Saturday, March 15, 2014

back on the grid

... and my back, and my hands, and my feet HURT.

Twice a year, High Point, North Carolina hosts an International Furniture Market for vendors and buyers of furniture from all over the place (in case you didn't "get" that from the words just before "for").  It's a huge boost to the economy of this struggling town, and for people like me who don't have a "regular" job.  I just spent the last four days leading a crew of art unpackers.  It's not that the work is HARD, by any means.  It IS physical; there's breaking down big crates and removing the individual pieces, and then removing the cardboard corners that protect them from each other, and then removing the staples that held the corners, then placing the sorted pieces around the showroom, stacked vertically against the carpeted walls WITHOUT sticking them to said walls by way of the velcro in the corners.

In seasons past, we've worked in a nearly-complete, carpeted showroom at the top of the escalator, with artwork already all over the walls, so we'd know where to put the new stuff.  We've unpacked and inventoried anywhere from six to nine crates in any one season.  We've had three or four six-hour days to do it in, and we've made decent money doing it.  THIS season, we're starting from scratch in a showroom that's twice as large or larger and has concrete floors and NOTHING already on the walls other than carpeting.  We unpacked TWENTY-THREE crates over the course of four eight-hour days.  I put in the most hours, followed by Stephen, followed by a girl who just got a real job at the same time, so she worked for us every morning but also had to leave EARLY every day, followed by my sister-in-law, and rounded out by a guy who had WANTED to work two hours at the end of every day but only worked the first one.  What a help he was!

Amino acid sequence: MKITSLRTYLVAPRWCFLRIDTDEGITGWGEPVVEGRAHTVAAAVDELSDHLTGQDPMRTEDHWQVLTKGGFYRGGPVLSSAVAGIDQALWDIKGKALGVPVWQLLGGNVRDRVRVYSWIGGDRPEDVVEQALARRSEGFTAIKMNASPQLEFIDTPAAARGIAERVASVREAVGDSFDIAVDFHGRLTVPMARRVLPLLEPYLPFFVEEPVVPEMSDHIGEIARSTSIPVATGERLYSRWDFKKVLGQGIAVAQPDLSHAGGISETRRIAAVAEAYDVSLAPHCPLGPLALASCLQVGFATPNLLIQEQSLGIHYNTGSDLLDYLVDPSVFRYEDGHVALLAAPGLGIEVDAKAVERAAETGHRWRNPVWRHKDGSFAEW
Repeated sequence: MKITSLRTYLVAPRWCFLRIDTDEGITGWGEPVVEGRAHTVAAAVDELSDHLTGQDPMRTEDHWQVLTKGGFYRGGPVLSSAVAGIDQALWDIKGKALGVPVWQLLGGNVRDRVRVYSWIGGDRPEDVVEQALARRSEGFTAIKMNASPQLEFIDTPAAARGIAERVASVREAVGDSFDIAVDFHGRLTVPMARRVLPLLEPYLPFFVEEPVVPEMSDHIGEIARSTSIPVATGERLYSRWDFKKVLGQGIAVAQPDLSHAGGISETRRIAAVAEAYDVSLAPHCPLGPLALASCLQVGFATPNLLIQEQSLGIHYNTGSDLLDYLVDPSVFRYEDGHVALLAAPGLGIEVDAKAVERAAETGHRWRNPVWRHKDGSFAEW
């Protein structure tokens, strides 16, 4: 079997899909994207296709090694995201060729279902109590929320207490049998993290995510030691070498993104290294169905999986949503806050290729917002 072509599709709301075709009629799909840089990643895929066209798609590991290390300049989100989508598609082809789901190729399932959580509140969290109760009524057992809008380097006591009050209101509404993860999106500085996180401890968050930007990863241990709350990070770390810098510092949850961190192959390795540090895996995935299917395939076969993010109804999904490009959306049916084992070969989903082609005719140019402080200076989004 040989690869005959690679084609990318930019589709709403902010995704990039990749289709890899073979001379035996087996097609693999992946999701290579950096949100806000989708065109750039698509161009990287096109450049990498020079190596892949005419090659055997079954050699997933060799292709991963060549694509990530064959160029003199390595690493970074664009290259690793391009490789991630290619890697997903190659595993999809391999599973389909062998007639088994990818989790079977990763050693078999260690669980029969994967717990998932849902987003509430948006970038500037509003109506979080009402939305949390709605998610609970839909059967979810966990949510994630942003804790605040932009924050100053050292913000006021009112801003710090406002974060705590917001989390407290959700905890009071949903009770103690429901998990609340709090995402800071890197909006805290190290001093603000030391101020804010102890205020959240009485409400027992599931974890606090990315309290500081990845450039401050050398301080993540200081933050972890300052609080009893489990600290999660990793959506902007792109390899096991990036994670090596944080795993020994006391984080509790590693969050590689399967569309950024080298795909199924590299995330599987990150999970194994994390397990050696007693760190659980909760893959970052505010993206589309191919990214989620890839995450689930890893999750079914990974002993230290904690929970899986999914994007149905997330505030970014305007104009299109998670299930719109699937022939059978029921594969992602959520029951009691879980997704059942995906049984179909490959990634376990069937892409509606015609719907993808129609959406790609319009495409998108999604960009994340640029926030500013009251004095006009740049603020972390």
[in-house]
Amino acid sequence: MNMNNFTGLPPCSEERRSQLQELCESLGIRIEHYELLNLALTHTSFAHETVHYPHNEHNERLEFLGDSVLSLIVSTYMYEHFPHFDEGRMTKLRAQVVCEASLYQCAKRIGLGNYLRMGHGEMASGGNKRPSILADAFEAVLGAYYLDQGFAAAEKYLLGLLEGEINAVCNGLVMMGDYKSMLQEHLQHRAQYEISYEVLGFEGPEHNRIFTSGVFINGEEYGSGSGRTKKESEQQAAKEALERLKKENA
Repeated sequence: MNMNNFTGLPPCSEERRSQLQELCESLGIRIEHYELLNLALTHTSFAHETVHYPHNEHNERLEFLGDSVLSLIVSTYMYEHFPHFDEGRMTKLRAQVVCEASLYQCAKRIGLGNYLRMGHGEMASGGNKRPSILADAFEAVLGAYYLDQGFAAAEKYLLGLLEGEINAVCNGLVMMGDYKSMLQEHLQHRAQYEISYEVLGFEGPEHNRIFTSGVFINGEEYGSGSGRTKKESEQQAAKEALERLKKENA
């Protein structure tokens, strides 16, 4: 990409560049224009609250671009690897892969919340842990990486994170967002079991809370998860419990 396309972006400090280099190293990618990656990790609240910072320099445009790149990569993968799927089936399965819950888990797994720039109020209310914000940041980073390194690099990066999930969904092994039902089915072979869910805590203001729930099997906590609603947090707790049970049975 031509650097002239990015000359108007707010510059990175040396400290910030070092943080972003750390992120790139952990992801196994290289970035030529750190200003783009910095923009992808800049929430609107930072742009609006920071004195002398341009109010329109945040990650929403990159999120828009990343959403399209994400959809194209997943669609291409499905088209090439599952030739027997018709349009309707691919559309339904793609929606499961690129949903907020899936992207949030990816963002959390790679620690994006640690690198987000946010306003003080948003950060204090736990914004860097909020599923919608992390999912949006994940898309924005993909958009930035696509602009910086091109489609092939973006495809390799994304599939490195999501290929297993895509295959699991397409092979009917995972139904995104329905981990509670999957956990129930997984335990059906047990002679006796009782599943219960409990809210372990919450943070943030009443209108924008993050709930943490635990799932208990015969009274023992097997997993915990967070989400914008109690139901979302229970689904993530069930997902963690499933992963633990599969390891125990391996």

We, the real team, got very good at what we had to do.  We had one tool we called "Magic" because it truly was.  We used boxcutters and screwdrivers and pliers.  We cut into our own hands when the tools slipped.  We gave ourselves paper cuts from the cardboard corners.  We walked back and forth across that concrete floor so many times, we could probably all do with a couple of weeks' worth of chiropractic adjustments, or at the very least, a weekly one-hour full-body massage for the next month.  We made note of frame damage.  I was in daily contact with the bossman via phone, text, and email, and I logged hours, progress, damage, and anything else.  I'll be referring the chick who got the full-time job as the foreman for the fall season, because WE will be in California, and she was really good.  Plus, she was the one that brought in "Magic."

Right now, my hands are swollen and tingly.  My feet and back are just sore.  Can I soak for a week?  No... I still have a little "admin" work to do so we can all get paid.  That feels good to say.  And I'm back for all y'all.  Didja miss me?

1 comment:

  1. I totally missed you. Sounds like you had an amazing time. Your descriptions had me hurting right along with you. I'm glad you got to work even if it was back-breaking. You really have a talent for painting with words. Good post.


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